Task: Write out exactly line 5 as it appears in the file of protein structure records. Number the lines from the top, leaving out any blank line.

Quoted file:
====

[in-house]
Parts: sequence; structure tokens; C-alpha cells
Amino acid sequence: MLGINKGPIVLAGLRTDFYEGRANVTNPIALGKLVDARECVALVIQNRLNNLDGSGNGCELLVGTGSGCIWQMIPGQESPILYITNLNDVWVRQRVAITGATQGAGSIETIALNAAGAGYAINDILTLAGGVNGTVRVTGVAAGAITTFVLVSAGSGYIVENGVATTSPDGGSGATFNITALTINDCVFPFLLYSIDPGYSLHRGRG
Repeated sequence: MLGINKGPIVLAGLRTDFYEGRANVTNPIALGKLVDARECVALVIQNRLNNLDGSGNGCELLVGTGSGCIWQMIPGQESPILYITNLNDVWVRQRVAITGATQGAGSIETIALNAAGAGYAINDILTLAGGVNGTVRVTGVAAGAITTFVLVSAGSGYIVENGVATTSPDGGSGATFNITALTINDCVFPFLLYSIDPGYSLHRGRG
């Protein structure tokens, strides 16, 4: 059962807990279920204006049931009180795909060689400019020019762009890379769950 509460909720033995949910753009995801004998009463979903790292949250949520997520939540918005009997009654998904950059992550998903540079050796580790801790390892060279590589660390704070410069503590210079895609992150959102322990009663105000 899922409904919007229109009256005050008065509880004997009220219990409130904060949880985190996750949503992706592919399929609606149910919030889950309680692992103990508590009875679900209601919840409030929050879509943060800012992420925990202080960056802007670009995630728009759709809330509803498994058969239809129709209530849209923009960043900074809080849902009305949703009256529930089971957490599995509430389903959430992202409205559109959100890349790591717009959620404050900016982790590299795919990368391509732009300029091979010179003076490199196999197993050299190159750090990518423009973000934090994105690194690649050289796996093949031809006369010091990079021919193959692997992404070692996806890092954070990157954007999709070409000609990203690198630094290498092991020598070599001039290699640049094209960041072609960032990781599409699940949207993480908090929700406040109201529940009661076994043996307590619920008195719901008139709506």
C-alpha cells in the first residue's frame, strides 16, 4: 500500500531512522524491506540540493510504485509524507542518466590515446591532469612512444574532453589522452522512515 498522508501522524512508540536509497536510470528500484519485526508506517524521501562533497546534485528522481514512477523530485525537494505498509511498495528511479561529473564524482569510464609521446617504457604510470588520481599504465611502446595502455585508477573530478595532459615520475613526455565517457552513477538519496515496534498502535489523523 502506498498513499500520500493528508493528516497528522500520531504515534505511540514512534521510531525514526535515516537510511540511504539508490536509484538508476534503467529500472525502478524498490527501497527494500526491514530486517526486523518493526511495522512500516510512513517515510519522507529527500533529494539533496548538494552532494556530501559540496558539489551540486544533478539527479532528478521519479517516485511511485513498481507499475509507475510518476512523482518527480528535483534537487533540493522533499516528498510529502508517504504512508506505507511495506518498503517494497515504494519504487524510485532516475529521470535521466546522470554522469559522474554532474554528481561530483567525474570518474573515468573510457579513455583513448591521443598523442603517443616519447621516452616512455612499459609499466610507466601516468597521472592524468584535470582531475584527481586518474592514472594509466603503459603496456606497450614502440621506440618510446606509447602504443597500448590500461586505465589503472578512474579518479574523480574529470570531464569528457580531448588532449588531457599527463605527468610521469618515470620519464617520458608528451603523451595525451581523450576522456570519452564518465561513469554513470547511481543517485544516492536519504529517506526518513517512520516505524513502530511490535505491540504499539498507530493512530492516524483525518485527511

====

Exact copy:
């Protein structure tokens, strides 16, 4: 059962807990279920204006049931009180795909060689400019020019762009890379769950 509460909720033995949910753009995801004998009463979903790292949250949520997520939540918005009997009654998904950059992550998903540079050796580790801790390892060279590589660390704070410069503590210079895609992150959102322990009663105000 899922409904919007229109009256005050008065509880004997009220219990409130904060949880985190996750949503992706592919399929609606149910919030889950309680692992103990508590009875679900209601919840409030929050879509943060800012992420925990202080960056802007670009995630728009759709809330509803498994058969239809129709209530849209923009960043900074809080849902009305949703009256529930089971957490599995509430389903959430992202409205559109959100890349790591717009959620404050900016982790590299795919990368391509732009300029091979010179003076490199196999197993050299190159750090990518423009973000934090994105690194690649050289796996093949031809006369010091990079021919193959692997992404070692996806890092954070990157954007999709070409000609990203690198630094290498092991020598070599001039290699640049094209960041072609960032990781599409699940949207993480908090929700406040109201529940009661076994043996307590619920008195719901008139709506």